Why Growing Up Is Difficult As An Autistic Person

    Part 2 of 3 , this actress had a comedy show. According to her perspective (as I don’t want to judge that person and I’m aware of not knowing the complete story behind the scenes), this actress owned her straight forward truth. Herself and her co stars are not friends than their characters on TV. Again, those are from her words and her own perspective. What’s funny is these main four stars, their characters are friends but in real life they aren’t. When I heard about it, I remembered thinking to myself, “That was disappointing! Why can’t they be friends in real life? It’s not fair.” But then, I realized, you can’t please everybody. Things shouldn’t be forced. If you’re going to force a #Relationships, it will never work. It’s better to be natural than to please others for the sake of them liking you even though you hate them. The last example. You might heard of this group, it’s a pop group during the early 2010s. On screen, they’re likeable with great catchy tunes. However, most of us did not know what was going on off camera. Rumours have it, but I’m not sure if it’s true. Rumours have it that all of the bandmates didn’t get along well. Rumours say they disliked the music they’re playing and they don’t liked each other. No matter what if the rumours are true or not, have you ever thought to yourself, when this kind of news media spread, you felt betrayed and it’s not honest? I’ve learned that friendship become less important when you become an adult. It’s up to you who you want to be friends with. Because I implanted the friendship conversation literally, I wished everyone would be nice. Why can’t we just get along fair and square? But the cold hard truth is not everybody will like you. It’s sad, but it’s the truth. No matter how kind you are, you will always be evil in someone else’s story.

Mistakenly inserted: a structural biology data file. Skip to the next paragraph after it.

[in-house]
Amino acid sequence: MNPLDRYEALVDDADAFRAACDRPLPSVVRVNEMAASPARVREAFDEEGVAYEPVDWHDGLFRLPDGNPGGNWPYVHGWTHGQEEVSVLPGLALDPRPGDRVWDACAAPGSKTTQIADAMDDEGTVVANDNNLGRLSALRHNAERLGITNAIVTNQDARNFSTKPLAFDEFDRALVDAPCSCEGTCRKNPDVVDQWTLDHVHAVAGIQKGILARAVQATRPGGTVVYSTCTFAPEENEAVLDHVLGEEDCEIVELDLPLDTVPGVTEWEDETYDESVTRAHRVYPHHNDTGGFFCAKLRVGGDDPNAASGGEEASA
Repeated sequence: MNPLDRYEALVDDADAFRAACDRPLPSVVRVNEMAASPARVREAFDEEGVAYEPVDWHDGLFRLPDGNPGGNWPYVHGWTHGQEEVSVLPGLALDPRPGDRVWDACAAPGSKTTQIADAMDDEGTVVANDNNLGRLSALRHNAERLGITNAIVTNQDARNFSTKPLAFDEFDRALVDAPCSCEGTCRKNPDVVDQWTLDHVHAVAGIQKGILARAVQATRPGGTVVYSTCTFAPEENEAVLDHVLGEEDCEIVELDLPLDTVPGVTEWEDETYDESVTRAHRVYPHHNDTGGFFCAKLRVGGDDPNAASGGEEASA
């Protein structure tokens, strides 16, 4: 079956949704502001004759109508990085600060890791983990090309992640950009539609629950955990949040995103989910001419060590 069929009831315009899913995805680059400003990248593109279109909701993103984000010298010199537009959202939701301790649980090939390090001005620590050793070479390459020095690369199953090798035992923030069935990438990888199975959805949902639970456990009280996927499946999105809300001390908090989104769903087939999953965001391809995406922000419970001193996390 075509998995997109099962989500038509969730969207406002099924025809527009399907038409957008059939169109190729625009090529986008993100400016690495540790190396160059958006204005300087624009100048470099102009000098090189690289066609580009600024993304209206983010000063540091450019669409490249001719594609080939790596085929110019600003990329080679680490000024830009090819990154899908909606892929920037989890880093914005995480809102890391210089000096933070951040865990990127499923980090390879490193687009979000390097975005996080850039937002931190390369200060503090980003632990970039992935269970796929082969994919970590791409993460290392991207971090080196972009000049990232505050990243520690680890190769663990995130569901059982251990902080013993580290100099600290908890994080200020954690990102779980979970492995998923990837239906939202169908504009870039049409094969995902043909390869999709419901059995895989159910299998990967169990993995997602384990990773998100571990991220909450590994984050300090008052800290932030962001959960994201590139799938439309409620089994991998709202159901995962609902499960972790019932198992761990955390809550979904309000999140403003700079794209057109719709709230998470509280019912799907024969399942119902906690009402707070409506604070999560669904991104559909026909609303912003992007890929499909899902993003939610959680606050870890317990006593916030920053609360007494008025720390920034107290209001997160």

Remember in the John Hughes’ movie, The Breakfast Club? There was a quote that resonated with me. One character from the movie said, “When you grow up, your heart dies.” Innocence fades slowly at a time. 28 years. 28 years of having a clean mouth. I never swore in my entire life. No F bombs, nothing. You may think I’m lying. I ain’t lying. I never, ever, swore in my entire life for real. Period. Well, okay, I did say a bad word one time but it wasn’t a swearing word. It’s from a conversation I had with my grade three teacher who I admired. She was compassionate and kind. Unfortunately, my former grade three teacher passed away from #ALSLouGehrigsDisease three years ago. I still miss her dearly and I always have a special place for her in my heart. Going back to the conversation I had with her, this is what happened. One time, I accidentally slipped out the word, stupid. I heard the word stupid when I copied it from one of the greatest animated, cartoon shows I watched, Wallace and Gromit In A Grand Day Out. My teacher was disappointed with me. She was upset. But she reminded me in a soft gentle tone. “Anthony, please don’t say that word again.” I actually was upset at myself when I said stupid. I was taught to not swear. I forever kept that promise for my teacher even today as a so-called adult. Now, this is the part when my tables have turned. Recently, I hear lots of people swearing and most of the time, they weren’t even offended. Even supervisors and employees also curse. In reality, cursing is not appropriate at work especially when a supervisor is supposed to set a good work etiquette example. Pretty bad especially as a professional. But, of course, we tend to slip out those moments when we get too carried away. It happens at times and we ain’t perfect. That’s okay too. Leaders are supposed to be suitable role models. There was an article I read online about swearing. When I read it, it shocked me. The article talked about why swearing can also be good for you. Here are some benefit examples. “It helps us express our anger healthier.” “It tells them the truth.” “They fight for their rights.” To be honest, this article has some pretty spot on points. If we were told not to swear, how come right now it’s more acceptable? I was very thankful I had a lot of outstanding teachers who helped me and taught me to be kind. I will always be grateful for them and I know they did the best they can. To me, I wasn’t taught that being too kind can also not be a good thing. Autism gave me a superpower of kindness. It’s one of my greatest strengths but also can be my greatest weakness. Individuals living with Autism struggle often in morality. It’s also known as moral blindness. Ther